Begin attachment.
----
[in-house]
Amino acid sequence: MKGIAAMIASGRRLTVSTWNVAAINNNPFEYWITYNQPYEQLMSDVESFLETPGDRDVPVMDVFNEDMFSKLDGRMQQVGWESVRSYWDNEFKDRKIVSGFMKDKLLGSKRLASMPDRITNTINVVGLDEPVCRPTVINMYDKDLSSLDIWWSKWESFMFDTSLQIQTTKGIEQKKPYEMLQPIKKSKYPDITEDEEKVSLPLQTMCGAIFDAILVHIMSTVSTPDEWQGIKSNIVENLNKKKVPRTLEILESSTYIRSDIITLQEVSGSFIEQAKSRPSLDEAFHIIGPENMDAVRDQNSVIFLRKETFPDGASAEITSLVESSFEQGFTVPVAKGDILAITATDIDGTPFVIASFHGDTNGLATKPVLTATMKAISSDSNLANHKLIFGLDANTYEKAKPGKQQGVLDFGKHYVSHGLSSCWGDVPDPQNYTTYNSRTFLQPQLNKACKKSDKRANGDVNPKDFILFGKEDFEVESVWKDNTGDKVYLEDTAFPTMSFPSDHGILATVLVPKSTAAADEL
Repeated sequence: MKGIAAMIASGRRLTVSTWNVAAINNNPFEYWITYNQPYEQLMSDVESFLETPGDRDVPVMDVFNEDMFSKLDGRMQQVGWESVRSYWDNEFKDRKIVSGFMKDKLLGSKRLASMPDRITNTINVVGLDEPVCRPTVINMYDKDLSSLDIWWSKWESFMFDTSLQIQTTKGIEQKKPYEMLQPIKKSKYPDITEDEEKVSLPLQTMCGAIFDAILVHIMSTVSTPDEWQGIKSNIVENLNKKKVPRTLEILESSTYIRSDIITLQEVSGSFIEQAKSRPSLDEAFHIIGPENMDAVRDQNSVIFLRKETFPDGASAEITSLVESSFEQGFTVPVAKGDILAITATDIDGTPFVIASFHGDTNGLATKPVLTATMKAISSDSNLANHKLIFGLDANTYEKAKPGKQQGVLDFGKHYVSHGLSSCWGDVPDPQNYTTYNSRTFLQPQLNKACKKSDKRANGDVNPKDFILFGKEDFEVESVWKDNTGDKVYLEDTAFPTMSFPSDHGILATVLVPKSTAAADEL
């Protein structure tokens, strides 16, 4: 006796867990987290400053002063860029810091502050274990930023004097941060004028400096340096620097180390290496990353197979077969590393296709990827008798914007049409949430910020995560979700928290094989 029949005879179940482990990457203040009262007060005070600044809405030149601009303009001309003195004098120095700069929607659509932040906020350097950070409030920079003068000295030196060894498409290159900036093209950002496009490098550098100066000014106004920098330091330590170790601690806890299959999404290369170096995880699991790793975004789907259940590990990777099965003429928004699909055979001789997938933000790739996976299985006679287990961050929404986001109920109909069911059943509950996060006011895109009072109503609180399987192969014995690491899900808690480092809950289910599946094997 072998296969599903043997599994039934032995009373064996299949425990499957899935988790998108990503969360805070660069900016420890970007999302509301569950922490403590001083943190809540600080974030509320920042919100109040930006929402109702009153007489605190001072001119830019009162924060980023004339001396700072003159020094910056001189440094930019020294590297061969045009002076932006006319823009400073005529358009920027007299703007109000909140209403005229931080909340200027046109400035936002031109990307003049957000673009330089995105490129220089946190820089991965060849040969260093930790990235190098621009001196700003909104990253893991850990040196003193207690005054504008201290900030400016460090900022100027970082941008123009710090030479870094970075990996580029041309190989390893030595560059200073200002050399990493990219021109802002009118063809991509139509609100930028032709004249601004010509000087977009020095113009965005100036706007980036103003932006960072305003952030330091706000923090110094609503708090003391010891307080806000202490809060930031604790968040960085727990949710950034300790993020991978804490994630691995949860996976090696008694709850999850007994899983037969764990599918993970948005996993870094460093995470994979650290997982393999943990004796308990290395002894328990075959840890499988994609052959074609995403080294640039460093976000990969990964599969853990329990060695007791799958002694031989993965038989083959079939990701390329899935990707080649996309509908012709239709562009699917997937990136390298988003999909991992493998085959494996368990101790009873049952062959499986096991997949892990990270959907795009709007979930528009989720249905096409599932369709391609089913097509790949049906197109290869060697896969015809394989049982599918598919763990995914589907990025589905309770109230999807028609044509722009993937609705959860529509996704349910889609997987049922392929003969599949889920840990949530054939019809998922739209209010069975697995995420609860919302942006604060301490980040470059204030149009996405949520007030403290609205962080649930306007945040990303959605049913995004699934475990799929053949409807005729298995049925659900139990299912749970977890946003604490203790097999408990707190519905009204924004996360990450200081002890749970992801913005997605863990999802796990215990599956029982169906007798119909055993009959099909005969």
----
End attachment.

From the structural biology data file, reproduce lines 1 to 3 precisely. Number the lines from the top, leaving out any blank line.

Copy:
[in-house]
Amino acid sequence: MKGIAAMIASGRRLTVSTWNVAAINNNPFEYWITYNQPYEQLMSDVESFLETPGDRDVPVMDVFNEDMFSKLDGRMQQVGWESVRSYWDNEFKDRKIVSGFMKDKLLGSKRLASMPDRITNTINVVGLDEPVCRPTVINMYDKDLSSLDIWWSKWESFMFDTSLQIQTTKGIEQKKPYEMLQPIKKSKYPDITEDEEKVSLPLQTMCGAIFDAILVHIMSTVSTPDEWQGIKSNIVENLNKKKVPRTLEILESSTYIRSDIITLQEVSGSFIEQAKSRPSLDEAFHIIGPENMDAVRDQNSVIFLRKETFPDGASAEITSLVESSFEQGFTVPVAKGDILAITATDIDGTPFVIASFHGDTNGLATKPVLTATMKAISSDSNLANHKLIFGLDANTYEKAKPGKQQGVLDFGKHYVSHGLSSCWGDVPDPQNYTTYNSRTFLQPQLNKACKKSDKRANGDVNPKDFILFGKEDFEVESVWKDNTGDKVYLEDTAFPTMSFPSDHGILATVLVPKSTAAADEL
Repeated sequence: MKGIAAMIASGRRLTVSTWNVAAINNNPFEYWITYNQPYEQLMSDVESFLETPGDRDVPVMDVFNEDMFSKLDGRMQQVGWESVRSYWDNEFKDRKIVSGFMKDKLLGSKRLASMPDRITNTINVVGLDEPVCRPTVINMYDKDLSSLDIWWSKWESFMFDTSLQIQTTKGIEQKKPYEMLQPIKKSKYPDITEDEEKVSLPLQTMCGAIFDAILVHIMSTVSTPDEWQGIKSNIVENLNKKKVPRTLEILESSTYIRSDIITLQEVSGSFIEQAKSRPSLDEAFHIIGPENMDAVRDQNSVIFLRKETFPDGASAEITSLVESSFEQGFTVPVAKGDILAITATDIDGTPFVIASFHGDTNGLATKPVLTATMKAISSDSNLANHKLIFGLDANTYEKAKPGKQQGVLDFGKHYVSHGLSSCWGDVPDPQNYTTYNSRTFLQPQLNKACKKSDKRANGDVNPKDFILFGKEDFEVESVWKDNTGDKVYLEDTAFPTMSFPSDHGILATVLVPKSTAAADEL